Linda Benninghoff

by Best Poem

Mother

She sits under the beach umbrella
Only able to dip her feet in
Because the osteoporosis
Has broken the vertebrae
In her back
And made it impossible
To swim.

I could never lie to her.
Coming into shore
After the sea has rendered
Me and everything else
Blue, I tell her how tired I am
How the years of smoking are
Making my lungs
Collapse like balloons
After an hour’s swim.

My mother does not know
What to do about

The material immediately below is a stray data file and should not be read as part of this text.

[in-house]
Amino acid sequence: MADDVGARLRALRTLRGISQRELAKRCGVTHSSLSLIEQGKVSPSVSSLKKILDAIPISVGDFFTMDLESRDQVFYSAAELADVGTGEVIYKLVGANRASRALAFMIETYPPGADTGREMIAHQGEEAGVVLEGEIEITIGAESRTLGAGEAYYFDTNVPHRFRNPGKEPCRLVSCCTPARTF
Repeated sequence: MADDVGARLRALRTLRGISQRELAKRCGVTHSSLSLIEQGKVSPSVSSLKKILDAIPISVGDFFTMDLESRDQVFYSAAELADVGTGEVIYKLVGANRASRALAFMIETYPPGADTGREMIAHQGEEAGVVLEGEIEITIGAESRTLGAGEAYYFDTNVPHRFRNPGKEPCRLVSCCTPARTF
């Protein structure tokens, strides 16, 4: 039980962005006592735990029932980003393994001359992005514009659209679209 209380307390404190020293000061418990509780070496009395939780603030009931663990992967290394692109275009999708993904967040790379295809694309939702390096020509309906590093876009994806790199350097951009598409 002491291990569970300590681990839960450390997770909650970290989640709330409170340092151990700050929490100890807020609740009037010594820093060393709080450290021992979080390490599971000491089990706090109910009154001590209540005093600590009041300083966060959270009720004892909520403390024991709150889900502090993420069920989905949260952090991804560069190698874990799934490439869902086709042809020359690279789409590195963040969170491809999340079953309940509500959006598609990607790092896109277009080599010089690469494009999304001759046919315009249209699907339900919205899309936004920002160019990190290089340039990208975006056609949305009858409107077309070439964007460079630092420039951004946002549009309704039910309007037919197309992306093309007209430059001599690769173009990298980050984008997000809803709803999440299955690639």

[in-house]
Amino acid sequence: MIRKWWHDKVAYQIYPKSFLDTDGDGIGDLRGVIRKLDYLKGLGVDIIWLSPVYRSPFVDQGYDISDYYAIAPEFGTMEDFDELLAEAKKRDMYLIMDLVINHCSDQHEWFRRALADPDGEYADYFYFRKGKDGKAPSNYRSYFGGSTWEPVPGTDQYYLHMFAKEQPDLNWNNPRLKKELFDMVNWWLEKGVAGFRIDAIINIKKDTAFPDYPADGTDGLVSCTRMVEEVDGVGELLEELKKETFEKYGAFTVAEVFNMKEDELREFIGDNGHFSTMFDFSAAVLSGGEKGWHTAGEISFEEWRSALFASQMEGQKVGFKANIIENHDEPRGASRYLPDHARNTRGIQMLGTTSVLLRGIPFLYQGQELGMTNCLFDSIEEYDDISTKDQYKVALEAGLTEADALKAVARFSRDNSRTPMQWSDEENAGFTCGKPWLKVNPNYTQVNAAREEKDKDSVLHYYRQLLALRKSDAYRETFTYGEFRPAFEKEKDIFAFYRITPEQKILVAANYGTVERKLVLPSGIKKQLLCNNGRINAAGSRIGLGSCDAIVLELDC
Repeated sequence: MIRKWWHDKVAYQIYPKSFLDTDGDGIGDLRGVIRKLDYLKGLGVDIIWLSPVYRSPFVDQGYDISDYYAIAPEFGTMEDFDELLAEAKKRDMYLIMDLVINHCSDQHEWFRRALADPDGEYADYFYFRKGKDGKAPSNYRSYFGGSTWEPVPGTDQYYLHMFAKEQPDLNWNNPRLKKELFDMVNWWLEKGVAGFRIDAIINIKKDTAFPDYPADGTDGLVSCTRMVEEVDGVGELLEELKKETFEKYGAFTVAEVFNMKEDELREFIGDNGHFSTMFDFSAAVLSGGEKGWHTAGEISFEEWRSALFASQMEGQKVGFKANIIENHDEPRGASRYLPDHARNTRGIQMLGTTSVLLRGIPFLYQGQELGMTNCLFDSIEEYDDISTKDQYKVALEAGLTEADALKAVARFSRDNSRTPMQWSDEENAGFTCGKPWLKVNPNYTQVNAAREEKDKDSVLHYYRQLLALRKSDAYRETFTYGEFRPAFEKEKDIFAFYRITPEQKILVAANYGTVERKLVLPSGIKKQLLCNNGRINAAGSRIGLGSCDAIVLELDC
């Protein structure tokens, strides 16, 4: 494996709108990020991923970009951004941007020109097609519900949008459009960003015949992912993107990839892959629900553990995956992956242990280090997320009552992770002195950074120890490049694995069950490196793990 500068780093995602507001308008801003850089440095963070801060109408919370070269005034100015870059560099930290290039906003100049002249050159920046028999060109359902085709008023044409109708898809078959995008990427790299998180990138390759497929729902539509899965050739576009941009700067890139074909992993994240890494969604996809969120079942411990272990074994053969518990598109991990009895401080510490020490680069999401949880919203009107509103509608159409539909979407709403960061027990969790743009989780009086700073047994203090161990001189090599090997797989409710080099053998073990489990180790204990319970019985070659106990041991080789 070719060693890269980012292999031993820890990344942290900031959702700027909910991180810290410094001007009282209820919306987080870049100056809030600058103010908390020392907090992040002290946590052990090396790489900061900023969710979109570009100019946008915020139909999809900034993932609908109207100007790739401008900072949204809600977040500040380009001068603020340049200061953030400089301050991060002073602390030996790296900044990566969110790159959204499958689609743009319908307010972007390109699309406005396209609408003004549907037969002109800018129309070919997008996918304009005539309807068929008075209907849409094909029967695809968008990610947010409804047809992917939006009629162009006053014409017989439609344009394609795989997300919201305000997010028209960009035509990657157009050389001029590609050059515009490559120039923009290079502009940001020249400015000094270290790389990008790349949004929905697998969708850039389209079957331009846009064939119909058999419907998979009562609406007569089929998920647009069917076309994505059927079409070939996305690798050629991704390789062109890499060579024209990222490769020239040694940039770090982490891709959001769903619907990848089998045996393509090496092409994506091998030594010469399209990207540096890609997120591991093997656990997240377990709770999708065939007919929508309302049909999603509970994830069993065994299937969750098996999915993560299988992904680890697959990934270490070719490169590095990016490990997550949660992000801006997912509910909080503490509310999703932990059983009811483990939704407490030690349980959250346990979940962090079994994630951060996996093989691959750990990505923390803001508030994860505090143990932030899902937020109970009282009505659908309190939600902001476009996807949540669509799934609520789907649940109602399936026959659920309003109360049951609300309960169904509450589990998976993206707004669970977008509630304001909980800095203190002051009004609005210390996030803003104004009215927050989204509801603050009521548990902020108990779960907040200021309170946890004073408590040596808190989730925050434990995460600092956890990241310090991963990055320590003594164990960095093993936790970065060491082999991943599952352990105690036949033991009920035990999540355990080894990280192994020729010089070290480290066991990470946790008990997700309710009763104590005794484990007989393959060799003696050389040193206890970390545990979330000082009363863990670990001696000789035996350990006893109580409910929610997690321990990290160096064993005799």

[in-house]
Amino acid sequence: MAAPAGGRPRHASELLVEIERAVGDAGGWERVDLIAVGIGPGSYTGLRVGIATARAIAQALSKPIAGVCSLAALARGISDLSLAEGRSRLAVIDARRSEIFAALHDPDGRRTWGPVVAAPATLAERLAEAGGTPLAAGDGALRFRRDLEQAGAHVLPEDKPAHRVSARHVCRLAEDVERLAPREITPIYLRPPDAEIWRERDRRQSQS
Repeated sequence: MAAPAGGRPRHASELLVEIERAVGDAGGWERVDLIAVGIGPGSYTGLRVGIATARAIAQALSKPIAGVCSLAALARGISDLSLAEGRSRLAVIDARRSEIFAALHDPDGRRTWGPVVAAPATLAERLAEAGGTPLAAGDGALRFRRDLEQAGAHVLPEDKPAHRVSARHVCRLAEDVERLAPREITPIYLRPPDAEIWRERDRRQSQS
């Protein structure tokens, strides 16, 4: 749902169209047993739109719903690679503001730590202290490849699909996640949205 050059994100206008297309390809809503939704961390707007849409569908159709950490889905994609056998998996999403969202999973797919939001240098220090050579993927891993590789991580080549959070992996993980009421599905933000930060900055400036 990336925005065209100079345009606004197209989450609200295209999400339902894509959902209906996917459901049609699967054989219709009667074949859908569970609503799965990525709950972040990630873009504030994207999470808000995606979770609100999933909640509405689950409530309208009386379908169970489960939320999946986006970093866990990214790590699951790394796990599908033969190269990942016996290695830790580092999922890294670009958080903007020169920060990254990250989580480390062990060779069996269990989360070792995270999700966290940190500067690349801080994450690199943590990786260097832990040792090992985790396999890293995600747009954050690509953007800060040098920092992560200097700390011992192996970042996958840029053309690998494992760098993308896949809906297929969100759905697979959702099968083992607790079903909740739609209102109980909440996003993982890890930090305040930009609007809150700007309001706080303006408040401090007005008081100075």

My young life disappearing.

Instead we seem to be growing old
Together, edging more
And more into the silence
Of the sea, the long rolling
Waves, the sigh of high
Tide ever-returning.

Linda Benninghoff has published two chapbooks of poetry, Departures and The Street Where I Was a Child. She has translated The Seafarer from Anglo-Saxon; the translation appears at here under Dialogue of Nations. She won the Poetry Superhighway contest and was shortlisted in the Cinnamon Press Poetry book contest.

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